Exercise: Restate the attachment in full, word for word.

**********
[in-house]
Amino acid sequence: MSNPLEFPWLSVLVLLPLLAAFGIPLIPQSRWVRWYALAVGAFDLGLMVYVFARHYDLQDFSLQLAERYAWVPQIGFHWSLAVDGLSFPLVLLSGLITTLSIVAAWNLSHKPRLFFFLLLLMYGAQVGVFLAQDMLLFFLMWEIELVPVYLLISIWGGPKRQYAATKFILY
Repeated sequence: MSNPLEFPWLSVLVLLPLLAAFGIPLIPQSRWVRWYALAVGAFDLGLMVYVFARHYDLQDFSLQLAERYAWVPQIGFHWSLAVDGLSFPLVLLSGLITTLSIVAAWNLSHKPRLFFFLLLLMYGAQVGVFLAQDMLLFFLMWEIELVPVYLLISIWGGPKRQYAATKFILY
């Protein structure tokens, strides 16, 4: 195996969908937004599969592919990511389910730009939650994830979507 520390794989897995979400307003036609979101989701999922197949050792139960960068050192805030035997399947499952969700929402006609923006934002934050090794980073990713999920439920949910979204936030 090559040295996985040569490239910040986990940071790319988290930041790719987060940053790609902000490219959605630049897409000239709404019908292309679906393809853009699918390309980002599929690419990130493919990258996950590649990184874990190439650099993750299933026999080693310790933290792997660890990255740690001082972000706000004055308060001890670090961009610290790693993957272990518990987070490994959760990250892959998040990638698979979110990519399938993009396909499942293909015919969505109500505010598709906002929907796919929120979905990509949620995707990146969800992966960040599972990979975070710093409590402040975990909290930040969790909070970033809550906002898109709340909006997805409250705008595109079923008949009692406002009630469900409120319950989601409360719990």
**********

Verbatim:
[in-house]
Amino acid sequence: MSNPLEFPWLSVLVLLPLLAAFGIPLIPQSRWVRWYALAVGAFDLGLMVYVFARHYDLQDFSLQLAERYAWVPQIGFHWSLAVDGLSFPLVLLSGLITTLSIVAAWNLSHKPRLFFFLLLLMYGAQVGVFLAQDMLLFFLMWEIELVPVYLLISIWGGPKRQYAATKFILY
Repeated sequence: MSNPLEFPWLSVLVLLPLLAAFGIPLIPQSRWVRWYALAVGAFDLGLMVYVFARHYDLQDFSLQLAERYAWVPQIGFHWSLAVDGLSFPLVLLSGLITTLSIVAAWNLSHKPRLFFFLLLLMYGAQVGVFLAQDMLLFFLMWEIELVPVYLLISIWGGPKRQYAATKFILY
């Protein structure tokens, strides 16, 4: 195996969908937004599969592919990511389910730009939650994830979507 520390794989897995979400307003036609979101989701999922197949050792139960960068050192805030035997399947499952969700929402006609923006934002934050090794980073990713999920439920949910979204936030 090559040295996985040569490239910040986990940071790319988290930041790719987060940053790609902000490219959605630049897409000239709404019908292309679906393809853009699918390309980002599929690419990130493919990258996950590649990184874990190439650099993750299933026999080693310790933290792997660890990255740690001082972000706000004055308060001890670090961009610290790693993957272990518990987070490994959760990250892959998040990638698979979110990519399938993009396909499942293909015919969505109500505010598709906002929907796919929120979905990509949620995707990146969800992966960040599972990979975070710093409590402040975990909290930040969790909070970033809550906002898109709340909006997805409250705008595109079923008949009692406002009630469900409120319950989601409360719990």